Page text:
Article by Alberto Alemanno, Claire Davenport, and Laura Batalla: “Today, Europe faces many threats – from economic uncertainty and war on its eastern borders to the rise of illiberal democracies and popular reactionary politicians.
As Europe recovers from the pandemic and grapples with economic and social unrest, it is at an inflection point; it can either create new spaces to build trust and a sense of shared purpose between citizens and governments, or it can continue to let its democratic institutions erode and distrust grow.
The scale of such problems requires novel problem-solving and new perspectives, including those from civil society and citizens. Increased opportunities for citizens to engage with policymakers can lend legitimacy and accountability to traditionally ‘opaque’ policymaking processes. The future of the bloc hinges on its ability to not only sustain democratic institutions but to do so with buy-in from constituents.
Yet policymaking in the EU is often understood as a technocratic process that the public finds difficult, if not impossible, to navigate. The Spring 2022 Eurobarometer found that just 53% of respondents believed their voice counts in the EU. The issue is compounded by a lack of political literacy coupled with a dearth of channels for participation or co-creation.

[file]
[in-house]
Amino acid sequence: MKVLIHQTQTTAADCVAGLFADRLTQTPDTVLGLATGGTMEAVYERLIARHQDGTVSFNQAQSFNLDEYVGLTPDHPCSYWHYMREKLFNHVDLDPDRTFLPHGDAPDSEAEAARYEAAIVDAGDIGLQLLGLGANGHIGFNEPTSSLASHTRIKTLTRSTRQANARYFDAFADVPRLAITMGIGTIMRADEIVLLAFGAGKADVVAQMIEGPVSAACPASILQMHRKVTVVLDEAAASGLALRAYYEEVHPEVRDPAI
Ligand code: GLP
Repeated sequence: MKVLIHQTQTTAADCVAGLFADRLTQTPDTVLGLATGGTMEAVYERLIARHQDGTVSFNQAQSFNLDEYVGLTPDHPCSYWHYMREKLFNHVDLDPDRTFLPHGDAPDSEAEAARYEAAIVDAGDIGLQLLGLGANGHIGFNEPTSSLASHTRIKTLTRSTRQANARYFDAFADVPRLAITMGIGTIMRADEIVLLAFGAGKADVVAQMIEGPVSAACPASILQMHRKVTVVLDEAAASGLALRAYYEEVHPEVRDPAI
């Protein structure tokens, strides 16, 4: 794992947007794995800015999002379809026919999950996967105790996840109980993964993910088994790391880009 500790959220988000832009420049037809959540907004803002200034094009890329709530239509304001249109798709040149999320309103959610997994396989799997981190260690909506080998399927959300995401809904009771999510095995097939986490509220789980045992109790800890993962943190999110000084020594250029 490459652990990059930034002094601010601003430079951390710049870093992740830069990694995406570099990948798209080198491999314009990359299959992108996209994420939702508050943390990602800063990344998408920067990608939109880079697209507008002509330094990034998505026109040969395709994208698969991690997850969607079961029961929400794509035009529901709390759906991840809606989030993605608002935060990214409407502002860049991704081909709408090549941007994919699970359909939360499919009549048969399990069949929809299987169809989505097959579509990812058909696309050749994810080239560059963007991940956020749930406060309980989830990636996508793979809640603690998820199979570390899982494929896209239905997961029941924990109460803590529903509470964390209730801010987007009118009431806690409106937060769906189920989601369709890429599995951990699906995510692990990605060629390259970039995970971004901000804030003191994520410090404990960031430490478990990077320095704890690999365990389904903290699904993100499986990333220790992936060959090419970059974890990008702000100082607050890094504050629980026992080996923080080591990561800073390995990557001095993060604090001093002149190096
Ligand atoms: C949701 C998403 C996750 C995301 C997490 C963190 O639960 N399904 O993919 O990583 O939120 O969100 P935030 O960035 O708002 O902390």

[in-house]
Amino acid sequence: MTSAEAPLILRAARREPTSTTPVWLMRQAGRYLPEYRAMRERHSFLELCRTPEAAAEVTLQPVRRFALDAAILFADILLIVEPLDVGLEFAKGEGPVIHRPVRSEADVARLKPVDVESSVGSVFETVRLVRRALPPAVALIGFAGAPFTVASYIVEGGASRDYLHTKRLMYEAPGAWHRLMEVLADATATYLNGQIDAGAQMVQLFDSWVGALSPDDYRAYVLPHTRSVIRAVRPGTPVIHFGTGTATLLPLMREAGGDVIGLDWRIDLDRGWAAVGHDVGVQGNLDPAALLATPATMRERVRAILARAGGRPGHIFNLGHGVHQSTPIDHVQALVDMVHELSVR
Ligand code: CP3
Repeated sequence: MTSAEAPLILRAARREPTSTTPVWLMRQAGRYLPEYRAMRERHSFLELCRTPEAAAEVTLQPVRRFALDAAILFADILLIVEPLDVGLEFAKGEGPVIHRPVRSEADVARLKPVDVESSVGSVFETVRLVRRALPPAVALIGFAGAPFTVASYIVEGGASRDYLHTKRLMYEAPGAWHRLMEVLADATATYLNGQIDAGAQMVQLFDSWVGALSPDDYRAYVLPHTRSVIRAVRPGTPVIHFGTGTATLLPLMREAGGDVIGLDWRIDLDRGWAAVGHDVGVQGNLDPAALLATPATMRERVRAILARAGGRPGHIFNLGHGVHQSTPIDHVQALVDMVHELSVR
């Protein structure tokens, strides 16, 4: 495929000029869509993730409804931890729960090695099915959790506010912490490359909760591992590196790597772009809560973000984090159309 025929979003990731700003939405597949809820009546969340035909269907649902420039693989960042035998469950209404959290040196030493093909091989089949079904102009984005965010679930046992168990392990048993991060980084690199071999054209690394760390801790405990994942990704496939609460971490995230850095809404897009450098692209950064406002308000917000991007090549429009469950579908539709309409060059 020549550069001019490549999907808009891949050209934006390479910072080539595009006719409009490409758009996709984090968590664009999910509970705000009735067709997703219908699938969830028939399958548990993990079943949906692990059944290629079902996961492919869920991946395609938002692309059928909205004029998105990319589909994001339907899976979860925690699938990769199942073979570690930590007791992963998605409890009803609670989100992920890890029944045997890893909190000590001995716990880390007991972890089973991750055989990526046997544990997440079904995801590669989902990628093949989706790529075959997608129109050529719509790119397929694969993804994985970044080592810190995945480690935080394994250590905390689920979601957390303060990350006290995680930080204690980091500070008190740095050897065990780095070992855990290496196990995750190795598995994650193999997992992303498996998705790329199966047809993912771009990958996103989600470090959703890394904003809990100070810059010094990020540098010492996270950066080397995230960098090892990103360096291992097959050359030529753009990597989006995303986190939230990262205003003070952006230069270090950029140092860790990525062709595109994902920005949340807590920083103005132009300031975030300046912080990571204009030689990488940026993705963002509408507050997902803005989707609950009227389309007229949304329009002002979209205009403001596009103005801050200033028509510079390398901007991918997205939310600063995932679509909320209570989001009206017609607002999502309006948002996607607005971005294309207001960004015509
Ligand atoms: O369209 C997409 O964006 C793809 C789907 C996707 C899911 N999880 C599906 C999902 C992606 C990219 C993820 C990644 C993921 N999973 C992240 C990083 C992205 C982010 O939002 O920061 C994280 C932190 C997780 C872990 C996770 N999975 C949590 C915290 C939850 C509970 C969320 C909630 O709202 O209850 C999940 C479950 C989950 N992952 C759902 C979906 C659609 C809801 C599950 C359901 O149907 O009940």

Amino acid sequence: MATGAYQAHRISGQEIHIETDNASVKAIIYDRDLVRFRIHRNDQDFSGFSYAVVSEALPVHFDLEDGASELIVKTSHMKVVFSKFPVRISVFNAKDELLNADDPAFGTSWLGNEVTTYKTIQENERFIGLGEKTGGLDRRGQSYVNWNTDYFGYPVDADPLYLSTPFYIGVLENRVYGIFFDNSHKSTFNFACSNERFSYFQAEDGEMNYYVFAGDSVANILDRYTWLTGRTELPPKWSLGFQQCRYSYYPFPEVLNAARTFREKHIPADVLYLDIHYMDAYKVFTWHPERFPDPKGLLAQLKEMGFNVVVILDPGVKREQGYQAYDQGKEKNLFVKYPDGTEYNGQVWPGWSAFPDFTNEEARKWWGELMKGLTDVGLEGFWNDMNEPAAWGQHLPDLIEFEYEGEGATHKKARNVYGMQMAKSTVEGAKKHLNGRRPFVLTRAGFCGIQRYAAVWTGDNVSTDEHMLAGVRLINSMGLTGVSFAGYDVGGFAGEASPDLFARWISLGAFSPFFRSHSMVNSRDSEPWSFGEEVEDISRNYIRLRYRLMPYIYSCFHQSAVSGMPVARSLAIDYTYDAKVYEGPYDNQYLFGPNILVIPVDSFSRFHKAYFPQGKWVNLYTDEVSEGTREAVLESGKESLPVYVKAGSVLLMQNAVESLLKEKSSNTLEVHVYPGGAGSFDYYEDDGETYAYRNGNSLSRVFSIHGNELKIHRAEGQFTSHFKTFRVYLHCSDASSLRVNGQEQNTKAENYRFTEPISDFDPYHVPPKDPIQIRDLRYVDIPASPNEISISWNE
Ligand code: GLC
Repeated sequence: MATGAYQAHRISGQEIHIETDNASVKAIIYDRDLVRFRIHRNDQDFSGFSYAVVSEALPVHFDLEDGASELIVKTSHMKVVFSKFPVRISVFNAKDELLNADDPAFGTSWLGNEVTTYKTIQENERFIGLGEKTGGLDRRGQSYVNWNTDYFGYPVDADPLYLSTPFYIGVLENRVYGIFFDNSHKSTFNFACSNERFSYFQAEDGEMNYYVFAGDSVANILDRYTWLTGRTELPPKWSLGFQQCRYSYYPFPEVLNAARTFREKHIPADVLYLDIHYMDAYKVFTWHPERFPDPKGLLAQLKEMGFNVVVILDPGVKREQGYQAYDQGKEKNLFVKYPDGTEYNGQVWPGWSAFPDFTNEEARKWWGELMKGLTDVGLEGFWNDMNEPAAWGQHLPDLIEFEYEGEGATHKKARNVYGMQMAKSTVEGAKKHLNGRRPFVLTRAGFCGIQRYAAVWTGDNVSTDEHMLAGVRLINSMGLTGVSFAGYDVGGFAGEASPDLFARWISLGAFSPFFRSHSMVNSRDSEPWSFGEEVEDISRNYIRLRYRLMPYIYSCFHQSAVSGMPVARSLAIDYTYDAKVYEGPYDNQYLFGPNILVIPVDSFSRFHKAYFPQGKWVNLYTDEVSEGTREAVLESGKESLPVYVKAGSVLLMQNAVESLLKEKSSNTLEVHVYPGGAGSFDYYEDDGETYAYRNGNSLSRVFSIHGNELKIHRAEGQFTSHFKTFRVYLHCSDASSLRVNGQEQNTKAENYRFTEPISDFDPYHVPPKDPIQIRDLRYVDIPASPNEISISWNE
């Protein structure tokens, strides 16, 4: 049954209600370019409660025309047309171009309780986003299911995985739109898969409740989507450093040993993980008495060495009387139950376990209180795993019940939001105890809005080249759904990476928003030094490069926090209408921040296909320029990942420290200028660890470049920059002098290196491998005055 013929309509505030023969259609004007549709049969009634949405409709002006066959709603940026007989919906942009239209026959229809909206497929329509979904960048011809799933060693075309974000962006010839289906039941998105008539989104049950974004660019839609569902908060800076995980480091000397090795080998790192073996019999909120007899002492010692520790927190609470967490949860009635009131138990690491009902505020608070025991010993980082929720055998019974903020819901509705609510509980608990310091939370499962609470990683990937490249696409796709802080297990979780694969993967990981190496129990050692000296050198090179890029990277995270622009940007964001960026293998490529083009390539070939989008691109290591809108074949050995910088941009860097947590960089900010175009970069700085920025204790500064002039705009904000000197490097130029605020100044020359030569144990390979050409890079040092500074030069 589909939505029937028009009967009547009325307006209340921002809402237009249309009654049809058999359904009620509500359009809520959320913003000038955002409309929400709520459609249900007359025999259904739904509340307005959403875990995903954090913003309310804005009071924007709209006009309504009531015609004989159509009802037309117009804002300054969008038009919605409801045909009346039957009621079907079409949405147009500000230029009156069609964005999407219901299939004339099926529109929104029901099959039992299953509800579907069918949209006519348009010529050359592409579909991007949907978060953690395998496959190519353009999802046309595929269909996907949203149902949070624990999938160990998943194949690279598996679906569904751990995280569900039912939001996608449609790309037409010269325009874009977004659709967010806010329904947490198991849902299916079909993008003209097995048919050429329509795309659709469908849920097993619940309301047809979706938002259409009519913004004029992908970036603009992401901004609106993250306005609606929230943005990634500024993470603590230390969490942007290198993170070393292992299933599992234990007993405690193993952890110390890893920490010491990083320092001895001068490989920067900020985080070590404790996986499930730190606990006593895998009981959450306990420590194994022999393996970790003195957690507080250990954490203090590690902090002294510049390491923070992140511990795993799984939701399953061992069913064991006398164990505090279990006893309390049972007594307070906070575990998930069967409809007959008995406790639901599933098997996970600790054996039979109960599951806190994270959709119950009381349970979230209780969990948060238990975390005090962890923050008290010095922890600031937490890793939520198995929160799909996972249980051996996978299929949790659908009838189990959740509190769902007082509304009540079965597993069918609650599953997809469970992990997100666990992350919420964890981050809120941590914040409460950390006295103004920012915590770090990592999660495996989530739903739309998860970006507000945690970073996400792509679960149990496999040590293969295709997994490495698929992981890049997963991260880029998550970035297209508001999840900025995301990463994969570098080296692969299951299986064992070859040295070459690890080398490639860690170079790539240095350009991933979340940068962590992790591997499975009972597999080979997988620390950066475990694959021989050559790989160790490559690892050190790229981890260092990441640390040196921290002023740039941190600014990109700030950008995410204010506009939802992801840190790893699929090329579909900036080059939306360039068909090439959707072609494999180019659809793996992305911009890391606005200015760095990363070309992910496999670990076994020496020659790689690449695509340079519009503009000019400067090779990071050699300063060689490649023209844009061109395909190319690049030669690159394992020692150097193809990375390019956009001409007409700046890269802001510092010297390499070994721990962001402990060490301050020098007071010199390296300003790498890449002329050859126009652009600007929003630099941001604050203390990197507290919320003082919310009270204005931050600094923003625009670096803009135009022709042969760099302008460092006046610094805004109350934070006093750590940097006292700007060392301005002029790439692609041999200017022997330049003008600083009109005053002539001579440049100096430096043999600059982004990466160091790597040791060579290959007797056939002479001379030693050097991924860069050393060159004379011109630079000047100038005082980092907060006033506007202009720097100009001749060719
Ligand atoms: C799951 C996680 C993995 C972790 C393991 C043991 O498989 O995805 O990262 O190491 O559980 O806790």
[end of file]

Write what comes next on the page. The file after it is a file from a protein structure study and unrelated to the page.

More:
In parallel, there is a strong desire from citizens to make their voices heard. A January 2022 Special Eurobarometer on the Future of Europe found that 90% of respondents agreed that EU citizens’ voices should be taken more into account during decision-making. The Russian war in Ukraine has strengthened public support for the EU as a whole. According to the Spring 2022 Eurobarometer, 65% of Europeans view EU membership as a good thing.
This is not to say that the EU has no existing models for citizen engagement. The European Citizens Initiative – a mechanism for petitioning the Commission to propose new laws – is one example of existing infrastructure. There is also an opportunity to build on the success of The Conference on the Future of Europe, a gathering held this past spring that gave citizens the opportunity to contribute policy recommendations and justifications alongside traditional EU policymakers…(More)”